In separate advisories, FinCEN and OFAC warned financial institutions of the growing prevalence of ransomware attacks and the legal risks of making ransomware payments.

FinCEN highlighted the role of financial intermediaries in facilitating ransomware payments, and reminded financial institutions that ransomware payments could trigger suspicious activity report filing requirements. OFAC emphasized the sanctions risks that companies face when they take part in ransomware payments to cyber actors who may be sanctioned or have a sanctions "nexus."

FinCEN identified indicators of ransomware-related illicit activity in order to assist financial institutions in "detecting, preventing, and reporting suspicious transactions associated with ransomware attacks". Indicators include:

  • the appearance of a customer's crypto currency address on open sources linked to ransomware strains;
  • receipt of funds from a customer company and the subsequent transmission of equivalent amounts to a crypto exchange;
  • customers with limited knowledge of crypto currency who purchase the currency in a large amount or through rush requests;
  • digital forensics and incident response or cyber insurance companies that send crypto transfers; and
  • unidentified customers to a crypto exchanger who use liquidity provided by the exchange to engage in large numbers of offsetting transactions.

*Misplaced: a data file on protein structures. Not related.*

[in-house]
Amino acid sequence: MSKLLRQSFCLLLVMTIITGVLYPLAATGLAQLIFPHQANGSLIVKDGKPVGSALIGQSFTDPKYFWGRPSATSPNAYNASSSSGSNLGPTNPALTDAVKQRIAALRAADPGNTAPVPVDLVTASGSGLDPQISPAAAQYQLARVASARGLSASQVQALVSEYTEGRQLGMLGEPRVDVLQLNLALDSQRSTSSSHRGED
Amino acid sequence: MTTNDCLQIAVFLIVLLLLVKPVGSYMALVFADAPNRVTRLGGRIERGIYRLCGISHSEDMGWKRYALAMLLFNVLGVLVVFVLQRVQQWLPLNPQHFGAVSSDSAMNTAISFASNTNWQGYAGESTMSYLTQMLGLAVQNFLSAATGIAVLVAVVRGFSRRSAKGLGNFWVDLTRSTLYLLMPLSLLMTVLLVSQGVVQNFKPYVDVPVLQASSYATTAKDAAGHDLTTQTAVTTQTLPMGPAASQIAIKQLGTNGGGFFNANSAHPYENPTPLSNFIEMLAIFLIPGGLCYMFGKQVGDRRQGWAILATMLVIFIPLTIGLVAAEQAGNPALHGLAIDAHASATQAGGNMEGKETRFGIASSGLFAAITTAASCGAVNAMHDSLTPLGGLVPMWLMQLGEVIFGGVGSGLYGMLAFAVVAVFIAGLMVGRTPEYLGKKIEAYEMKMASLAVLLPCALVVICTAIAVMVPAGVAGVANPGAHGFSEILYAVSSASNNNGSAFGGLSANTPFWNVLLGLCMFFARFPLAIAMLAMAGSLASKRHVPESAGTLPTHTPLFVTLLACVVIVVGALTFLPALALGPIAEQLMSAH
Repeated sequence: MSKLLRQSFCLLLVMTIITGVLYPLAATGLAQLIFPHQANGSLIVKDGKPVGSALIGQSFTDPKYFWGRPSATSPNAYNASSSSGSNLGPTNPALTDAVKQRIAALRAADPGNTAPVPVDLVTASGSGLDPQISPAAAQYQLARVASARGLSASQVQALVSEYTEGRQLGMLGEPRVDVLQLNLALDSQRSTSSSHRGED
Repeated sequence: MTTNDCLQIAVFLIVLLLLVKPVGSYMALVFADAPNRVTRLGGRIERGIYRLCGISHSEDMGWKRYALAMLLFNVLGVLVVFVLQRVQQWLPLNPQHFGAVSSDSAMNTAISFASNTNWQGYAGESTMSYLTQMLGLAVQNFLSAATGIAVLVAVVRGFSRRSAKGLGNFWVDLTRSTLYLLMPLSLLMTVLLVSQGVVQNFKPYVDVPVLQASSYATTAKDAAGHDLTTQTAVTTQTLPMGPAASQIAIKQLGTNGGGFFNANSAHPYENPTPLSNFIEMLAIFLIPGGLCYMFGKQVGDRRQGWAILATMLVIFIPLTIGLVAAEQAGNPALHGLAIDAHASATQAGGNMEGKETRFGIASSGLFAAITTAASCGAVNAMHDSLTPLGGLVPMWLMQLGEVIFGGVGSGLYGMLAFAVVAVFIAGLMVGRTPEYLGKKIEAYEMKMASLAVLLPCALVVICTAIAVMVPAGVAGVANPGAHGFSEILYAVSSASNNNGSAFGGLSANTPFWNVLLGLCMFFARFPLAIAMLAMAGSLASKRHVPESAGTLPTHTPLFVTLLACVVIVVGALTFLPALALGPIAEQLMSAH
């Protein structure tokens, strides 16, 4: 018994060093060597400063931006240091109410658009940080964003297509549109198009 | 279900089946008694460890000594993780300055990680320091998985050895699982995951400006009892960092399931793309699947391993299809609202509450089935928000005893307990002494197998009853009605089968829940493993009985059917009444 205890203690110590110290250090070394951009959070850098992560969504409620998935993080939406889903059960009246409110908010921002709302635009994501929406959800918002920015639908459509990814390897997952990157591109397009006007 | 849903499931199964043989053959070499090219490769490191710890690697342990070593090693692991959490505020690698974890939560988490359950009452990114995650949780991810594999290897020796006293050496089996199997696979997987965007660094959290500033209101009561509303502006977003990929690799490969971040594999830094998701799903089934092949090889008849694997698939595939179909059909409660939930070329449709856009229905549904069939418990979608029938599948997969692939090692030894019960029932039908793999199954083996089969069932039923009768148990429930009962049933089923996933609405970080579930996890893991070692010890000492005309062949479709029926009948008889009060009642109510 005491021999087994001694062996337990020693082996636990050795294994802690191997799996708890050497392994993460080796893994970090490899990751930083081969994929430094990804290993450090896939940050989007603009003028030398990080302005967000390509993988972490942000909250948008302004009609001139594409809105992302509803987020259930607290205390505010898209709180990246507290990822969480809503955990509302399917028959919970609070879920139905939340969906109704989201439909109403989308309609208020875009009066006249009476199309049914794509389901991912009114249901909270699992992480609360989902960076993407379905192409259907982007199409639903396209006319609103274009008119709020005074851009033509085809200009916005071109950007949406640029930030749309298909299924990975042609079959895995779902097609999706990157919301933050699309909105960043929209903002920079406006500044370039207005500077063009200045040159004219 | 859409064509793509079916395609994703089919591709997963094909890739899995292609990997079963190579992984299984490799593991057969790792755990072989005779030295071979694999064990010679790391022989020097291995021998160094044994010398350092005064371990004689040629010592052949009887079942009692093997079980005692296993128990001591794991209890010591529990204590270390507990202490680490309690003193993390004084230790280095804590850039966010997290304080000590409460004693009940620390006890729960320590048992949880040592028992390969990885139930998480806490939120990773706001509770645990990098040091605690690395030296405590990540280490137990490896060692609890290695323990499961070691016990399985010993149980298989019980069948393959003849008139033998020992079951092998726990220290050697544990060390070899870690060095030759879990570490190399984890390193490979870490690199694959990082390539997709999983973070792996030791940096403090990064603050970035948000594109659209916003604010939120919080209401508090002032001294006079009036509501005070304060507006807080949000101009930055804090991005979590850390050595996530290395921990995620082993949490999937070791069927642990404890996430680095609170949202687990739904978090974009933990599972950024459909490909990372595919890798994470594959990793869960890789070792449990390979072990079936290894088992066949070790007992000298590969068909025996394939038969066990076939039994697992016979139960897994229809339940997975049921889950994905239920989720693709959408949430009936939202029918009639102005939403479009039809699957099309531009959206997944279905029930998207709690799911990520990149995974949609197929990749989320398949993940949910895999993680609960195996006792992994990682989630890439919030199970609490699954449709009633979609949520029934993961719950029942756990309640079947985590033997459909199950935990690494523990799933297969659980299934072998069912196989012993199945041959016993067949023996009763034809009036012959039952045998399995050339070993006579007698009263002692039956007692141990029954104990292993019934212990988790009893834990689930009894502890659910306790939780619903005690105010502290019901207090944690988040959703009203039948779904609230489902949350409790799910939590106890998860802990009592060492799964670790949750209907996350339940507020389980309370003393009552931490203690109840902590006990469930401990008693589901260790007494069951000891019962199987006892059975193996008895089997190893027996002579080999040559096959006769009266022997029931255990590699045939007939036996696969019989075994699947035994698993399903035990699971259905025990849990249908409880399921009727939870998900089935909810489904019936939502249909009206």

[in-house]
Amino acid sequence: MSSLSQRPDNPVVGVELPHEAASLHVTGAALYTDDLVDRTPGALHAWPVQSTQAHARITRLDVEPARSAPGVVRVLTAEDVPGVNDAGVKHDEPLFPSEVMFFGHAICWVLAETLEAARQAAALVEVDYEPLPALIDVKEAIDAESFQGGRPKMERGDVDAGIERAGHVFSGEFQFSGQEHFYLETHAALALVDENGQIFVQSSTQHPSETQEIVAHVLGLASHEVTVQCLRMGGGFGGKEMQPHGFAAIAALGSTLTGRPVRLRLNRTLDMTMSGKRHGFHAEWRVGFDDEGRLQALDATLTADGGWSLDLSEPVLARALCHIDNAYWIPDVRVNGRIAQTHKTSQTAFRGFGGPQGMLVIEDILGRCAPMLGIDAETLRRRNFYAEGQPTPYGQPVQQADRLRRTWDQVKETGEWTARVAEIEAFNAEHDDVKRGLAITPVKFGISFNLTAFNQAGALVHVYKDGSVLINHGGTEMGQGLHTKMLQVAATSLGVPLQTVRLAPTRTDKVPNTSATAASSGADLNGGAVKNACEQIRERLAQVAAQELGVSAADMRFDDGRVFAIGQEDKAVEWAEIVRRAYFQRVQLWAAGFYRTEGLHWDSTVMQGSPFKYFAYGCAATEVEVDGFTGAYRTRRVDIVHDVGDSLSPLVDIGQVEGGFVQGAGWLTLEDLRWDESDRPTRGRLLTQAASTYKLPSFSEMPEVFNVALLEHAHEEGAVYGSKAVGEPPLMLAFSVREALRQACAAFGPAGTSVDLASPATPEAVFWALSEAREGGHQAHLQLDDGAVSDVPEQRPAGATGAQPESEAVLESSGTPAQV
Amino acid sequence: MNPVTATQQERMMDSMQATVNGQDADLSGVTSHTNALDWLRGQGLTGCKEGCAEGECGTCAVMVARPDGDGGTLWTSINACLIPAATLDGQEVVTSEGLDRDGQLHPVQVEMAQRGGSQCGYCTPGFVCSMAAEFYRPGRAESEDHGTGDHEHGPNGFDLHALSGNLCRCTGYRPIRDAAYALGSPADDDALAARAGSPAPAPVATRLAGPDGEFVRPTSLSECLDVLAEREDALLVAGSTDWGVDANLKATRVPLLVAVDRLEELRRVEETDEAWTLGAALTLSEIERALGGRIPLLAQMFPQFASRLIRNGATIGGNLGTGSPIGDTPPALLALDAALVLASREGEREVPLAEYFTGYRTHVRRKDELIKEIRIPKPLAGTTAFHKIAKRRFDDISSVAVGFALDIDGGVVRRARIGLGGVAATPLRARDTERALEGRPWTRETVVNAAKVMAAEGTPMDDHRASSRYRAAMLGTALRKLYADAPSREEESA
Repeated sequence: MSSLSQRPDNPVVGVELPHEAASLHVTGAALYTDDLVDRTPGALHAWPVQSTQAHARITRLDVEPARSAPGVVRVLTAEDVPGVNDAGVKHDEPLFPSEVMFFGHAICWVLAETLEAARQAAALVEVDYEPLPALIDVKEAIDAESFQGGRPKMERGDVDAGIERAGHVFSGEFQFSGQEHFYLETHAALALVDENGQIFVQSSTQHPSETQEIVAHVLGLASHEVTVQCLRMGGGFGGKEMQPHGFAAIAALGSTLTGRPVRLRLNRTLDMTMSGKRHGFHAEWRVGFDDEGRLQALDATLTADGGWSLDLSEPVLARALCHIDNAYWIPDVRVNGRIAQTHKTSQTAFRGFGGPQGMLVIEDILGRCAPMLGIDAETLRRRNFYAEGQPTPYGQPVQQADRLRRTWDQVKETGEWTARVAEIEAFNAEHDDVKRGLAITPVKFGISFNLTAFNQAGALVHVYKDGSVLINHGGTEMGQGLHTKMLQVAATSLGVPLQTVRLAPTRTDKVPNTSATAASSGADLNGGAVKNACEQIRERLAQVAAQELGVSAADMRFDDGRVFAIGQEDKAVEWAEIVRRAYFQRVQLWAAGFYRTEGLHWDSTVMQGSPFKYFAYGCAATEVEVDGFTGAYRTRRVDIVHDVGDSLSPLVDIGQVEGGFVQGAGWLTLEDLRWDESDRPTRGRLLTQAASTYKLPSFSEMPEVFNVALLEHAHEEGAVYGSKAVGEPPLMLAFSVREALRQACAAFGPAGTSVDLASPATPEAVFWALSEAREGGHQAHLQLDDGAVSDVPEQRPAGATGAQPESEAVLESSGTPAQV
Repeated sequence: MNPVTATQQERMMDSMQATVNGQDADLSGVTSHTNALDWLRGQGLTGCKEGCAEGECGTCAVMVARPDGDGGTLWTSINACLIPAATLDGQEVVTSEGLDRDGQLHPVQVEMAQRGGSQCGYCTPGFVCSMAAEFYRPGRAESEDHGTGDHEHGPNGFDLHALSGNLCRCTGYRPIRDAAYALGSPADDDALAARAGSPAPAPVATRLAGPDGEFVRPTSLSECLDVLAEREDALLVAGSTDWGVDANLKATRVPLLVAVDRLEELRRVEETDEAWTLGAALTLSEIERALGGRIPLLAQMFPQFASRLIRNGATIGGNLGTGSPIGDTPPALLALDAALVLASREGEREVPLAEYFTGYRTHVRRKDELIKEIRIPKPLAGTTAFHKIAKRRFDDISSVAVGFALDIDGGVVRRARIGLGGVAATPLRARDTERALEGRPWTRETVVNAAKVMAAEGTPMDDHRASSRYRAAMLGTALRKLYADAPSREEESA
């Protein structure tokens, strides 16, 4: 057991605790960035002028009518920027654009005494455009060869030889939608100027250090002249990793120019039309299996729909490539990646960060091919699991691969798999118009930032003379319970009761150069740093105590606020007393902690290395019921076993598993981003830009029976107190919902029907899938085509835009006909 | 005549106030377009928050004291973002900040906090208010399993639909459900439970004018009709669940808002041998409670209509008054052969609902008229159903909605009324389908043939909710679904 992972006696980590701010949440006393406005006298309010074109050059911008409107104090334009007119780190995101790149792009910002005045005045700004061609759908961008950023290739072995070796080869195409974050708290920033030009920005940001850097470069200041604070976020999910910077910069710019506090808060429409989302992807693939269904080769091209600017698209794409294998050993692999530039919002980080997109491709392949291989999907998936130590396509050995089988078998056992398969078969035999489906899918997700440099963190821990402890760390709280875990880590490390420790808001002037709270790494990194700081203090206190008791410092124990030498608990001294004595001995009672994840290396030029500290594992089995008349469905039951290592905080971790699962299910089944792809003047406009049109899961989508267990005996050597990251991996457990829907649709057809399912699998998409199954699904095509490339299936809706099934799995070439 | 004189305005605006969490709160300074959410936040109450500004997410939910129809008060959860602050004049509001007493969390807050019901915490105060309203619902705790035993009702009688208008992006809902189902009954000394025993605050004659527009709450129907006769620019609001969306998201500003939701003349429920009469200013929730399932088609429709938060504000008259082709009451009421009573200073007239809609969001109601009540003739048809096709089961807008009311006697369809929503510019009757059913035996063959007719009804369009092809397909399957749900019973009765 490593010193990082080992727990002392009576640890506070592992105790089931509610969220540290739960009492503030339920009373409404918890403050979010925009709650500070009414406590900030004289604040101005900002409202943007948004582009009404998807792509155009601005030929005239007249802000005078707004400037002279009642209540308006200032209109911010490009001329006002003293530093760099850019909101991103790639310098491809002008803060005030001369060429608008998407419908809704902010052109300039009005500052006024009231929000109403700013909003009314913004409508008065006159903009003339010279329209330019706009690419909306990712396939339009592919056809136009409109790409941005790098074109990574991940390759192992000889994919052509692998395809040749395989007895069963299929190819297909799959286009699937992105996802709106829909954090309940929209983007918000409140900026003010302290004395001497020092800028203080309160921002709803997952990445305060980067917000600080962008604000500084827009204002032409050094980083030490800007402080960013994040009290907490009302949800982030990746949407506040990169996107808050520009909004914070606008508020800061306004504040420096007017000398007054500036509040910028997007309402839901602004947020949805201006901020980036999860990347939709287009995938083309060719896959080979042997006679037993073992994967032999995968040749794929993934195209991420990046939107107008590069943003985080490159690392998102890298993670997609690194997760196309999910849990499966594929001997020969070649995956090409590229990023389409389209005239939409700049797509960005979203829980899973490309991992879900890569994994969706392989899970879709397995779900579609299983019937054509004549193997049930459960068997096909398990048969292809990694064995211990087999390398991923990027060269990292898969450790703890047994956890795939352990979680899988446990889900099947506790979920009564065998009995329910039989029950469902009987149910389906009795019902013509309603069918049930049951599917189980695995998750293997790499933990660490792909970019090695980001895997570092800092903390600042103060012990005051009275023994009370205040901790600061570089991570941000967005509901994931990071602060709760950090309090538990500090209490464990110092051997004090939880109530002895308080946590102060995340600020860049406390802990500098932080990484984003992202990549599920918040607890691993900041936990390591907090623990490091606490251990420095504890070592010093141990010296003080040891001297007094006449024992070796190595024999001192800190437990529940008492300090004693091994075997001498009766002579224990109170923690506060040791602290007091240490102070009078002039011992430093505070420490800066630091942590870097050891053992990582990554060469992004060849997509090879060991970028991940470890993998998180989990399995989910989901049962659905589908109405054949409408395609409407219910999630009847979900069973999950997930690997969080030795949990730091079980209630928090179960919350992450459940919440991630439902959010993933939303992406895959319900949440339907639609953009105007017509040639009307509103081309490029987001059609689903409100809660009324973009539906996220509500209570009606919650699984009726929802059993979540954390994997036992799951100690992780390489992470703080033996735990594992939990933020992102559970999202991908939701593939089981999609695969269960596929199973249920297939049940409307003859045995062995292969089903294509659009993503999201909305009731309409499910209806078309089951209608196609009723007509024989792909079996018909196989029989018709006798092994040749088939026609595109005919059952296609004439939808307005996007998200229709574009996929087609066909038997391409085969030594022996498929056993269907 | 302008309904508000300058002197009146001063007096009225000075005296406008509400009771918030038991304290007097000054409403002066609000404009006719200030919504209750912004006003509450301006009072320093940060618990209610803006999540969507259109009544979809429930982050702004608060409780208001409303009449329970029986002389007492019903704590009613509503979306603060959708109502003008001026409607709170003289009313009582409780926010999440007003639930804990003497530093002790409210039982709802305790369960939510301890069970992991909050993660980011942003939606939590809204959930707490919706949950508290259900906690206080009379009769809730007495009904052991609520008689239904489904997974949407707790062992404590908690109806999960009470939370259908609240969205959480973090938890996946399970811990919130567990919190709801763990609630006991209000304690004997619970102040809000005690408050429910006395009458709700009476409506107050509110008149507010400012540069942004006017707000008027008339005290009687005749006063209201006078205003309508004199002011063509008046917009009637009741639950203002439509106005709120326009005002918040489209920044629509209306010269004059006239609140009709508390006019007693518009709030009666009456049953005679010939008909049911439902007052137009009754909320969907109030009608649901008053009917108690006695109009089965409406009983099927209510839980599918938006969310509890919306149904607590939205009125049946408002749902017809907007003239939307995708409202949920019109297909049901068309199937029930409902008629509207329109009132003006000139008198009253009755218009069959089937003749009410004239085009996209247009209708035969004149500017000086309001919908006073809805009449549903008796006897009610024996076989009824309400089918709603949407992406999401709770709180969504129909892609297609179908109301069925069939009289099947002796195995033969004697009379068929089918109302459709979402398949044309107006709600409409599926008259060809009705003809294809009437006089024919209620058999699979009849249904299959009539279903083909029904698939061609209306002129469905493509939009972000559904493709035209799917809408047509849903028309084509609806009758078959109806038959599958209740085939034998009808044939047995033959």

OFAC highlighted designations of numerous malicious cyber actors, and emphasized that facilitating a ransomware payment to a sanctioned party on behalf of a victim may violate OFAC sanctions regulations. OFAC stated that it would review license applications related to ransomware payments on a case-by-case basis with a presumption of denial.

OFAC also encouraged firms to implement a risk-based compliance program to mitigate the possibility of sanctions violations - including violations related to ransomware payments. As explained in OFAC's Economic Sanctions Enforcement Guidelines, the maintenance of an effective compliance program is a factor the agency may consider when determining its enforcement response, including the amount of civil monetary penalty. Similarly, OFAC advised that it would consider a company's reporting of a ransomware attack to law enforcement, as well as subsequent cooperation with a law enforcement investigation, as significant mitigating factors when determining the appropriate enforcement response.


The upshot of these advisories is that firms targeted by a significant ransomware attack should not expect an OFAC license to pay off their data’s captors. Rather, such firms can expect OFAC to take a hard look at any ransom payments to sanctioned parties - and even non-sanctioned parties with a sufficient sanctions “nexus.”  At most, victim firms may hope for a “pass” from OFAC if they timely, voluntarily and completely report their injury to law enforcement, and fully cooperate with the ensuing investigation. While national security and foreign policy considerations underlie this regulatory approach, victim firms - already finding themselves in a very hard place - will undoubtedly feel that the government has rolled a large rock in their direction.